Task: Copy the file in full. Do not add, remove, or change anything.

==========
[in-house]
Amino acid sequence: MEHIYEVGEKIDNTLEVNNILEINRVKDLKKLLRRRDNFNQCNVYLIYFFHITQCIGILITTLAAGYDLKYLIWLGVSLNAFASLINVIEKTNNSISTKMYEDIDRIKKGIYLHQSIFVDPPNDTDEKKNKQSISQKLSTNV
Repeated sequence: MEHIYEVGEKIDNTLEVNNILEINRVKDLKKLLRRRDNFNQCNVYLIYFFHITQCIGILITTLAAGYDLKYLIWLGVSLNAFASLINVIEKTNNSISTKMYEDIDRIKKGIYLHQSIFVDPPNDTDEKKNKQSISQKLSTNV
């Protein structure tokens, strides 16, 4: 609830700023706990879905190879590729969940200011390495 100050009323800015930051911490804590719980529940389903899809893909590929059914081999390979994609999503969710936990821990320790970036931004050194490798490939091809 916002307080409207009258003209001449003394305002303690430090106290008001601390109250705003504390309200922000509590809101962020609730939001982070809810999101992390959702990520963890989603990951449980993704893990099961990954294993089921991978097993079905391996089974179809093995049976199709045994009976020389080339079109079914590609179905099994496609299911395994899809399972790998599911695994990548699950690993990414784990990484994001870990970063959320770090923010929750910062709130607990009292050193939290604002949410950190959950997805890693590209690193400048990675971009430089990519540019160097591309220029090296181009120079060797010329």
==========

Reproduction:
[in-house]
Amino acid sequence: MEHIYEVGEKIDNTLEVNNILEINRVKDLKKLLRRRDNFNQCNVYLIYFFHITQCIGILITTLAAGYDLKYLIWLGVSLNAFASLINVIEKTNNSISTKMYEDIDRIKKGIYLHQSIFVDPPNDTDEKKNKQSISQKLSTNV
Repeated sequence: MEHIYEVGEKIDNTLEVNNILEINRVKDLKKLLRRRDNFNQCNVYLIYFFHITQCIGILITTLAAGYDLKYLIWLGVSLNAFASLINVIEKTNNSISTKMYEDIDRIKKGIYLHQSIFVDPPNDTDEKKNKQSISQKLSTNV
């Protein structure tokens, strides 16, 4: 609830700023706990879905190879590729969940200011390495 100050009323800015930051911490804590719980529940389903899809893909590929059914081999390979994609999503969710936990821990320790970036931004050194490798490939091809 916002307080409207009258003209001449003394305002303690430090106290008001601390109250705003504390309200922000509590809101962020609730939001982070809810999101992390959702990520963890989603990951449980993704893990099961990954294993089921991978097993079905391996089974179809093995049976199709045994009976020389080339079109079914590609179905099994496609299911395994899809399972790998599911695994990548699950690993990414784990990484994001870990970063959320770090923010929750910062709130607990009292050193939290604002949410950190959950997805890693590209690193400048990675971009430089990519540019160097591309220029090296181009120079060797010329």